I watched the video. the functionality is that if you write: new Foo; it added automatically an import for Foo. that's very cool and all but I was asking for something more than that. for Java, Eclipse can add and manage imports for you not only when you do new Somthing() but also for functions - like recognizing that Stdout("string") needs to import tango.io.Stdout. More over, if you wrote some of the imports yourself, or edited some code and removed the only call to some function, you can ask eclipse to orginize your imports and it'll remove unneeded imports and expand Java's Foo.* kind of import to a list of the actual modules the code needs. Descent is a great project and I want to thank all the developers involved in this great undertaking. All I'm saying is that it would be nice to also have an "organize imports" function in Descent.

And you know for certain that it doesn't have this?

yeap. this is one of the basic refactorings, I guess. Descent isn't implementing any refactorings yet, right? I think they are still working on finishing some other internal systems - The semantic parsing is still experimental IIRC. once the semantic parsing works fully refactorings on the AST can be implemented, but I don't think Descent reached that stage of development yet. correct me if I'm wrong. I read the InteliJ IDEA changelog for the latest version 8 today. they added 10 refactorings, one of which is doing a dataflow analysis on the pointed to symbol and shows in the call heirarchy where that symbol's value comes from. Sounds extremly useful to me. -- Yigal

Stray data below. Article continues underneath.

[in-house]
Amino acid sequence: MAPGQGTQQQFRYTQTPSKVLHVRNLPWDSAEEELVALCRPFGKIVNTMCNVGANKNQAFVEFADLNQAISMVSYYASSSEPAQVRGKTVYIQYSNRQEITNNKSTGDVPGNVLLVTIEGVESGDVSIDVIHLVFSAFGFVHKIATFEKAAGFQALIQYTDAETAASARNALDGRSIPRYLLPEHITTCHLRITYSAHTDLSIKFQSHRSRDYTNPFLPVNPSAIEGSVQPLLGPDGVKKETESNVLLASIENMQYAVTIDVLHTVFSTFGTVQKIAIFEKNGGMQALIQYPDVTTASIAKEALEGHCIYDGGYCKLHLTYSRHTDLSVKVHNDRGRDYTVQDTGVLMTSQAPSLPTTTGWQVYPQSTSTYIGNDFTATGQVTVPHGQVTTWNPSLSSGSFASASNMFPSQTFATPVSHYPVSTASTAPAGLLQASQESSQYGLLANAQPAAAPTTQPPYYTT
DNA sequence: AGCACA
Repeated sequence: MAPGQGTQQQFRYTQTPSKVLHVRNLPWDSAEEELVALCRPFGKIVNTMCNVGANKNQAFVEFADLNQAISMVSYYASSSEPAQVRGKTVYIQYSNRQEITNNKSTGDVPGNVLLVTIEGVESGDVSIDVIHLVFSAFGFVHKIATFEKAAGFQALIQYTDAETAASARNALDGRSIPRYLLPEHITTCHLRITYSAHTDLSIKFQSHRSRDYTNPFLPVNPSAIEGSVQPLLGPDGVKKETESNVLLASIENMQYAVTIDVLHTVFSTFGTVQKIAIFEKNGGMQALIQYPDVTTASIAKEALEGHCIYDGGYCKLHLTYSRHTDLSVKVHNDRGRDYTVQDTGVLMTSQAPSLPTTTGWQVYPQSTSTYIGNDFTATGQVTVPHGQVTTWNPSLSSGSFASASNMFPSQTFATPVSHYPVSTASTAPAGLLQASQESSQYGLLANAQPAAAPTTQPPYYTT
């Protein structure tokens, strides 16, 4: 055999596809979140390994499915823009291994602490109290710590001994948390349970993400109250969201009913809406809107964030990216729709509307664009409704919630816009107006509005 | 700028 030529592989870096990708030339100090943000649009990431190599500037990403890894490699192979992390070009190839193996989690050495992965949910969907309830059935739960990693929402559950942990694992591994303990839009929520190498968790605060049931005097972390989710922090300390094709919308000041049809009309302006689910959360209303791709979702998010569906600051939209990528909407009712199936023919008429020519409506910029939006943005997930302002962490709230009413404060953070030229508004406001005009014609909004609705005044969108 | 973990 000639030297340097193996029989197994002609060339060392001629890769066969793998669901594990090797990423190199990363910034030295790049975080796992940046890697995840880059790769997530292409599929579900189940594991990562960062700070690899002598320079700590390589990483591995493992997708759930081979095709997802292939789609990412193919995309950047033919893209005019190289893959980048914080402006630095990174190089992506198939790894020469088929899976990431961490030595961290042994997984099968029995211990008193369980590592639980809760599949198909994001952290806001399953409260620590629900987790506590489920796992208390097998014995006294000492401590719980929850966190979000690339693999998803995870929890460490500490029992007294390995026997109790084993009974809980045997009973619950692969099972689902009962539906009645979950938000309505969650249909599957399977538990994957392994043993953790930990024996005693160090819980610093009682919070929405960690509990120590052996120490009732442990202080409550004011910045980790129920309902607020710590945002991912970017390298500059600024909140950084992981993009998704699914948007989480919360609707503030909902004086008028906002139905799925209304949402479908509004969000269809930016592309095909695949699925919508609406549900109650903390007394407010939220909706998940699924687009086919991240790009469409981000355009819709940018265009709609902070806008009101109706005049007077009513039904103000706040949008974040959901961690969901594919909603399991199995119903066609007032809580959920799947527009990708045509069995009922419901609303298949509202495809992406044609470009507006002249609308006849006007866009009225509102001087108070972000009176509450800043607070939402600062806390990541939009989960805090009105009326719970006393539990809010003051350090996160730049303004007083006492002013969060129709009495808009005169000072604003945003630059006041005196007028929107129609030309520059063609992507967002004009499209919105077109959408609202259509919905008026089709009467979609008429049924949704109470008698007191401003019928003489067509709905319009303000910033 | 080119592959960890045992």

Dec 20 2008
prev sibling parent reply Ary Borenszweig <ary esperanto.org.ar> writes:
Yigal Chripun escribi├│:
 Denis Koroskin wrote:
 On Sat, 20 Dec 2008 20:41:23 +0300, Yigal Chripun <yigal100 gmail.com>
 wrote:

 Denis Koroskin wrote:
 On Mon, 15 Dec 2008 10:58:23 +0300, Bill Baxter <wbaxter gmail.com>
 wrote:

 For me, V1.038 compiles my code but takes a really really really long
 time to do so.

 It now takes 1 min 20 secs for a full build, when it used to compile
 in 13 seconds.
 Forget the 60% slowdown from LDC -- this is 515% slower!

 (building with DSSS and tango)

 --bb

I generally make all my imports private and run a command line tool that strips unnecessary imports once in a while to minimize intermodular dependencies. Maybe it could help in your case, too?

When programming in Java, Eclipse knows to handle all of this for you. it will suggest adding missing imports, it can remove unused imports and it can convert a foo.bar.* into a list of the specific modules you actually used in the code. I wish that kind of tool would be available for D. Is this functionality implemented in descent? if not, is it planned? I do realize that it's more difficult to do this for D than it is for Java, because of Conditional compilation and other issues already mentioned in this thread. But it would be awesome if I could just write: Stdout("whatever").newline; and get a quick-fix action (Ctrl+1) to add tango.io.Stdout to the list of imports. --Yigal

You should watch Descent videos on youtube, it is *much* smarter that that! http://www.youtube.com/user/asterite